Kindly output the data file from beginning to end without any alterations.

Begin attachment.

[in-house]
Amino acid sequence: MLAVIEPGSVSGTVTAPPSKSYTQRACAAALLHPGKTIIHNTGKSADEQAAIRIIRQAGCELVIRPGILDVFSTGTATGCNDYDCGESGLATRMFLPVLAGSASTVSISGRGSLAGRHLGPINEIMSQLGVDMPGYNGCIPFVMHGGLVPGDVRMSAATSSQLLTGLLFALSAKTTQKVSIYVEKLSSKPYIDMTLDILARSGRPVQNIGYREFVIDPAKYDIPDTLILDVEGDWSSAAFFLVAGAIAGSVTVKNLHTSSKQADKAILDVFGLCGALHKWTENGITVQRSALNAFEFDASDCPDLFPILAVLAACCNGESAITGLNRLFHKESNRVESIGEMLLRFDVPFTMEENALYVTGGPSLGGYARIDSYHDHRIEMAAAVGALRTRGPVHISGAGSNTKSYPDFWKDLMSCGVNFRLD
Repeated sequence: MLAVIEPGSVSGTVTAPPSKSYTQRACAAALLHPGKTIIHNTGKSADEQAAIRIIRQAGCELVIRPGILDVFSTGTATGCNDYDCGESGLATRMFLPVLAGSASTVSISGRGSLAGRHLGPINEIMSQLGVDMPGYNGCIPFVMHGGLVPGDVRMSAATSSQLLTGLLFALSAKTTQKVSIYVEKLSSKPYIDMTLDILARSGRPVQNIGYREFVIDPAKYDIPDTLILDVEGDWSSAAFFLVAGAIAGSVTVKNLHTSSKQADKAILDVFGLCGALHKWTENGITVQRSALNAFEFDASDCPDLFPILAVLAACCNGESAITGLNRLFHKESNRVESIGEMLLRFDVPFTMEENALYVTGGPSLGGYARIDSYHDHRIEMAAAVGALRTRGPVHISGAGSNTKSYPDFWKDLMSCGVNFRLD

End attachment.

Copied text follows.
[in-house]
Amino acid sequence: MLAVIEPGSVSGTVTAPPSKSYTQRACAAALLHPGKTIIHNTGKSADEQAAIRIIRQAGCELVIRPGILDVFSTGTATGCNDYDCGESGLATRMFLPVLAGSASTVSISGRGSLAGRHLGPINEIMSQLGVDMPGYNGCIPFVMHGGLVPGDVRMSAATSSQLLTGLLFALSAKTTQKVSIYVEKLSSKPYIDMTLDILARSGRPVQNIGYREFVIDPAKYDIPDTLILDVEGDWSSAAFFLVAGAIAGSVTVKNLHTSSKQADKAILDVFGLCGALHKWTENGITVQRSALNAFEFDASDCPDLFPILAVLAACCNGESAITGLNRLFHKESNRVESIGEMLLRFDVPFTMEENALYVTGGPSLGGYARIDSYHDHRIEMAAAVGALRTRGPVHISGAGSNTKSYPDFWKDLMSCGVNFRLD
Repeated sequence: MLAVIEPGSVSGTVTAPPSKSYTQRACAAALLHPGKTIIHNTGKSADEQAAIRIIRQAGCELVIRPGILDVFSTGTATGCNDYDCGESGLATRMFLPVLAGSASTVSISGRGSLAGRHLGPINEIMSQLGVDMPGYNGCIPFVMHGGLVPGDVRMSAATSSQLLTGLLFALSAKTTQKVSIYVEKLSSKPYIDMTLDILARSGRPVQNIGYREFVIDPAKYDIPDTLILDVEGDWSSAAFFLVAGAIAGSVTVKNLHTSSKQADKAILDVFGLCGALHKWTENGITVQRSALNAFEFDASDCPDLFPILAVLAACCNGESAITGLNRLFHKESNRVESIGEMLLRFDVPFTMEENALYVTGGPSLGGYARIDSYHDHRIEMAAAVGALRTRGPVHISGAGSNTKSYPDFWKDLMSCGVNFRLD